- The application server runs on IBM Pureflex-based infrastructure in a primary data center
- The database server runs on IBM Pureflex-based infrastructure in a primary data center with asynchronous mirroring to the DR Server running in the secondary data center
- Load balancing between the web servers in the data centers was provided by an F5 Local Traffic Manager (LTM)
As the solution is a critical messaging interface for air to ground aircraft communications across the organisation, the number of its users and integrations grows exponentially as more aircraft, metrics and tools join the ecosystem. This growth on the existing rigid and inflexible sytem caused:
- Performance issues as an increase in transactions overwhelmed the capacity of the system, hampered by its scale-up and out capabilities limited by data center space and the lengthy procurement times
- Insufficient testing capability on the group’s single development environment to keep up with the application’s quarterly release cycle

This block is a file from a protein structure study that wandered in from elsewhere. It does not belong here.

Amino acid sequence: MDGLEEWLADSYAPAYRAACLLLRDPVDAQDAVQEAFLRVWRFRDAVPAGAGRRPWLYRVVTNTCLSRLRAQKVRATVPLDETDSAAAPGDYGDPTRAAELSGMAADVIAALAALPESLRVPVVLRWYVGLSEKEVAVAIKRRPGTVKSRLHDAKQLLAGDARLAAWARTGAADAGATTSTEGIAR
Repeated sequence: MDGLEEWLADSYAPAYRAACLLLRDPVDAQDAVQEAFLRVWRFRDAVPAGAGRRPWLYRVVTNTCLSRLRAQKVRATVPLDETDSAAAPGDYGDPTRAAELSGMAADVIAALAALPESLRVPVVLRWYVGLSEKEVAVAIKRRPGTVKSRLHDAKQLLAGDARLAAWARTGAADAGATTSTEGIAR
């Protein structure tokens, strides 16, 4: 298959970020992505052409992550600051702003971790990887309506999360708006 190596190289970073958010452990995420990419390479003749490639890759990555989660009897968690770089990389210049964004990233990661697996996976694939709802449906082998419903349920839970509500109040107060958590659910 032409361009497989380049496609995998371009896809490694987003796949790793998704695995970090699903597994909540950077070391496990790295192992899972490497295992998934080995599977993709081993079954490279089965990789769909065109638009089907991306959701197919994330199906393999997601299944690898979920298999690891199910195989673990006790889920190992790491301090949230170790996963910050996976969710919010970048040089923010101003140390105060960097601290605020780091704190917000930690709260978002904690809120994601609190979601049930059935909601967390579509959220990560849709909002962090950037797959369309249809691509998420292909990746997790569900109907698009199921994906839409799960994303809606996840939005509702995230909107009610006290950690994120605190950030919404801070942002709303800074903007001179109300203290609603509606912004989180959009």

- Extended service outages during software upgrades and infrastructure maintenance, often lasting over 2 hours
- Operational difficulties due to complex high-availability configuration and manual disaster recovery processes
To address these issues, the team made the decision to transition the system to AWS, which also aligned with the organisation’s vision of exiting their on-premise data centers over the coming years.
By meeting with our client’s solution architects, business stakeholders, downstream application teams and analysing the application itself, we landed on the following list of high-level requirements and characteristics our solution must have:
- Traceable – Ensure the solution is deployed with an infrastructure-as-code first approach to enable change tracking throughout its life-cycle
- Resilient – Deployments of the solution must be resilient to failures at both the infrastructure and application level with automation in place to ensure service continuity.
- Highly available – Ensure the service remains fully available in the event of a partial or full system failure
- Visible – Ensure monitoring and centralised logging solutions have coverage of all components